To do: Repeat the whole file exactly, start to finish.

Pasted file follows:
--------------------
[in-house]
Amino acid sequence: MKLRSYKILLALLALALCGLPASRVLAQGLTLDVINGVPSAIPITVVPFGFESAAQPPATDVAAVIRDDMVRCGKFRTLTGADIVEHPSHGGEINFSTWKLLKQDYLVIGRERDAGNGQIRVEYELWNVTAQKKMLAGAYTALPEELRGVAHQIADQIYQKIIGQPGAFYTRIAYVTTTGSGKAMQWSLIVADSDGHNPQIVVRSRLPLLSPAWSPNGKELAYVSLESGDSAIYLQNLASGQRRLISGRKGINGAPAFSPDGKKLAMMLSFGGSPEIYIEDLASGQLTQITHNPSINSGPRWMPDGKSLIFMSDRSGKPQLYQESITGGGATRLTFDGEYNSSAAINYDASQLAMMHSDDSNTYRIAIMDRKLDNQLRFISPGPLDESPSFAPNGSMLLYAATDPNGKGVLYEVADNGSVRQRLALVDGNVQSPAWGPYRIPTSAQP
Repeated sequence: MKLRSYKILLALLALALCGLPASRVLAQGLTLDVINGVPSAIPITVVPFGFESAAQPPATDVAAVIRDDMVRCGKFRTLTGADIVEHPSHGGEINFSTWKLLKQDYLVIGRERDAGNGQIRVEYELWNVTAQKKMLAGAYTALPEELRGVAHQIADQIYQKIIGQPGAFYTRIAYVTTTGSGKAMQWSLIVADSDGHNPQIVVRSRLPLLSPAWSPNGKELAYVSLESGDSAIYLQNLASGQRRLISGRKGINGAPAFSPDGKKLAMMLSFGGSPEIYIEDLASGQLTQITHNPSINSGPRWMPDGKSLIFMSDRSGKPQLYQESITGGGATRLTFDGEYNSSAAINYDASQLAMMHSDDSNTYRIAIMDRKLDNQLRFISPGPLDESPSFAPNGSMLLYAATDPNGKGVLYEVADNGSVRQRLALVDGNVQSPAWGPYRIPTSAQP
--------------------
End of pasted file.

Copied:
[in-house]
Amino acid sequence: MKLRSYKILLALLALALCGLPASRVLAQGLTLDVINGVPSAIPITVVPFGFESAAQPPATDVAAVIRDDMVRCGKFRTLTGADIVEHPSHGGEINFSTWKLLKQDYLVIGRERDAGNGQIRVEYELWNVTAQKKMLAGAYTALPEELRGVAHQIADQIYQKIIGQPGAFYTRIAYVTTTGSGKAMQWSLIVADSDGHNPQIVVRSRLPLLSPAWSPNGKELAYVSLESGDSAIYLQNLASGQRRLISGRKGINGAPAFSPDGKKLAMMLSFGGSPEIYIEDLASGQLTQITHNPSINSGPRWMPDGKSLIFMSDRSGKPQLYQESITGGGATRLTFDGEYNSSAAINYDASQLAMMHSDDSNTYRIAIMDRKLDNQLRFISPGPLDESPSFAPNGSMLLYAATDPNGKGVLYEVADNGSVRQRLALVDGNVQSPAWGPYRIPTSAQP
Repeated sequence: MKLRSYKILLALLALALCGLPASRVLAQGLTLDVINGVPSAIPITVVPFGFESAAQPPATDVAAVIRDDMVRCGKFRTLTGADIVEHPSHGGEINFSTWKLLKQDYLVIGRERDAGNGQIRVEYELWNVTAQKKMLAGAYTALPEELRGVAHQIADQIYQKIIGQPGAFYTRIAYVTTTGSGKAMQWSLIVADSDGHNPQIVVRSRLPLLSPAWSPNGKELAYVSLESGDSAIYLQNLASGQRRLISGRKGINGAPAFSPDGKKLAMMLSFGGSPEIYIEDLASGQLTQITHNPSINSGPRWMPDGKSLIFMSDRSGKPQLYQESITGGGATRLTFDGEYNSSAAINYDASQLAMMHSDDSNTYRIAIMDRKLDNQLRFISPGPLDESPSFAPNGSMLLYAATDPNGKGVLYEVADNGSVRQRLALVDGNVQSPAWGPYRIPTSAQP